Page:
Fresh inquests into the fatal shootings of 10 people in west Belfast in 1971 came following two decades of campaigning by the bereaved families.
They contend the deaths in the Ballymurphy area were never thoroughly investigated.
One woman and nine men were killed in five separate incidents between August 9 and 11 involving the Army at a time of high tension following the controversial introduction of internment without trial.
Soldiers were greeted by disorder and violence as they moved into republican strongholds to arrest IRA suspects from the early hours of August 9 when the policy came into effect.
That there was disorder was not disputed, however the inquest heard conflicting views on whether the IRA had been present at any or all of the incidents.
Former members of the loyalist paramilitary Ulster Volunteer Force have claimed their organisation was also involved.
The families of those killed – who included a mother of eight and a Catholic priest – contend they were innocent, unarmed civilians shot by soldiers without justification.
They have expressed hope the inquest findings will clear their names.
Presiding coroner Mrs Justice Siobhan Keegan started hearing fresh inquests into the deaths in November 2018.
Eye-witness accounts and forensic evidence were heard and more than 60 former soldiers appeared at Belfast Coroner’s Court across 100 days of oral hearings which concluded in March 2020.
Former head of the British Army General Sir Mike Jackson and previous Sinn Fein president Gerry Adams were among the witnesses.
In August 1971 Sir Mike was a captain in the Parachute Regiment on deployment in Belfast acting as community relations and press liaison.
He dismissed a suggestion that there had been an attempt to “cover up” the shooting of two of the 10 – Joseph Corr and John Laverty on August 11 – in reference to some soldiers involved in the shootings having not been interviewed by the Royal Military Police at the time.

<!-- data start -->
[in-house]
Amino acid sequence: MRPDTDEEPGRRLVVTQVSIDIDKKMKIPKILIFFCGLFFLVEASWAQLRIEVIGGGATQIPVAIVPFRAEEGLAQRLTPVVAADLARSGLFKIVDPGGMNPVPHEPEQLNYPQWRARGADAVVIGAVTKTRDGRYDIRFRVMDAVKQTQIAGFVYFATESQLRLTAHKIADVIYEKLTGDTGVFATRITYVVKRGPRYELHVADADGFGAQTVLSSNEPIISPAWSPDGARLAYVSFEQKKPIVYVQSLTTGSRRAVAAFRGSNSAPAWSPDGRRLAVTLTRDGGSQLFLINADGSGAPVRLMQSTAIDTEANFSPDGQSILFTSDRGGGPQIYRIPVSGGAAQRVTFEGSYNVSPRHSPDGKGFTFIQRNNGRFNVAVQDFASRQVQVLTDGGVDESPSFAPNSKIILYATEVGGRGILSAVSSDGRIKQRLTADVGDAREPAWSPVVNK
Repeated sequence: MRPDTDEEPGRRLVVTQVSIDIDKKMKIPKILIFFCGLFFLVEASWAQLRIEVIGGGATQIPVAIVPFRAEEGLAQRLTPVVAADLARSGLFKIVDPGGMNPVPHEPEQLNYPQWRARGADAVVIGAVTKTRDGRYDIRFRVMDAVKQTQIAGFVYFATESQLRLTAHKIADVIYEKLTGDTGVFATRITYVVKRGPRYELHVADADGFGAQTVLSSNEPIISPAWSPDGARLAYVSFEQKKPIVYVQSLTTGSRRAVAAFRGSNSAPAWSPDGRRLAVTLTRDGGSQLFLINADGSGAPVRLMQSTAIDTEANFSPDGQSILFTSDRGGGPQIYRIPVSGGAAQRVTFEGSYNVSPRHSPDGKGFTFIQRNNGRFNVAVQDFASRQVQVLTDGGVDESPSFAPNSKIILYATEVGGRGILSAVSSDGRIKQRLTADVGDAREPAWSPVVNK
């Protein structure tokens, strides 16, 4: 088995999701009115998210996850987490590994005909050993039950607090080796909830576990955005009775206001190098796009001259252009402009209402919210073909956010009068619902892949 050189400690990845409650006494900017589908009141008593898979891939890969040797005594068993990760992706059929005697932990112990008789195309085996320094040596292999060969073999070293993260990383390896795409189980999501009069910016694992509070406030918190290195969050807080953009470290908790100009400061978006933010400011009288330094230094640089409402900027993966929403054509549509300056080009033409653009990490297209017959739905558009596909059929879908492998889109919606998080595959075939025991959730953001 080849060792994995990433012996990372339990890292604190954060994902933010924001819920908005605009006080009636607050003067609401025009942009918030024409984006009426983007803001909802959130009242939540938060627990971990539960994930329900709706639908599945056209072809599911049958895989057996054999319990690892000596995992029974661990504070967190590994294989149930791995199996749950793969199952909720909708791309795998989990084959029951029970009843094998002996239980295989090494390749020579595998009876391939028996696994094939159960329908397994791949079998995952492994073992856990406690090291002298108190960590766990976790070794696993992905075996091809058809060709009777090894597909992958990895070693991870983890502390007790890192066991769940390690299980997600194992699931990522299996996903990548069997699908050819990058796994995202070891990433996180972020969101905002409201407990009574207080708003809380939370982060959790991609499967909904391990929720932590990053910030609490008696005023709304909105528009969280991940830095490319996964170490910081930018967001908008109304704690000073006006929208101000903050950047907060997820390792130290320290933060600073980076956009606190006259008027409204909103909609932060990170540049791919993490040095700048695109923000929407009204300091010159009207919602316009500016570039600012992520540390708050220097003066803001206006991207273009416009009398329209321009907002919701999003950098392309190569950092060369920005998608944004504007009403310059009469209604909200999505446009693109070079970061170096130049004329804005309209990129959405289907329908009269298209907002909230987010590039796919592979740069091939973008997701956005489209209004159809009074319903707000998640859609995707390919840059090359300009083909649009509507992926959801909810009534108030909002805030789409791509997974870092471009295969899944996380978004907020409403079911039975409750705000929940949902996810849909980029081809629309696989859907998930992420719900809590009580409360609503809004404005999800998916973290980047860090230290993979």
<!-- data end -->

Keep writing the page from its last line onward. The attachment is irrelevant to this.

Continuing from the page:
“It is a preposterous accusation to make which would require a huge number of people to be part of. It simply does not add up,” he told the inquest.
“It may be there was a breakdown in procedure, it may be that the whole system was overwhelmed by the mayhem of that week, I don’t know.
“But I do know we (British Army) don’t do conspiracies.”
Sir Mike contended that during the incident on the Whiterock Road on August 11 soldiers had been in a gun battle with the IRA.
“I have absolutely no doubt that the IRA were firing on soldiers and soldiers were firing on the IRA,” he said.
During his appearance at the inquest in May 2019, Gerry Adams denied membership of the IRA and said while he did not have direct knowledge of the Provisional IRA’s actions, he understood it ordered no engagement with the British Army on August 9.
He said there had been a rumour in the area that a gunman from the Official IRA had fired on the Henry Taggart Memorial Hall where the Army was based, but added that the “bush telegraph” in those days was “sometimes accurate and sometimes inaccurate”.
He said it had been a “sensible decision” by the Provisional IRA not to “engage the British Army”, for the “safety of the community and safety of the volunteers”.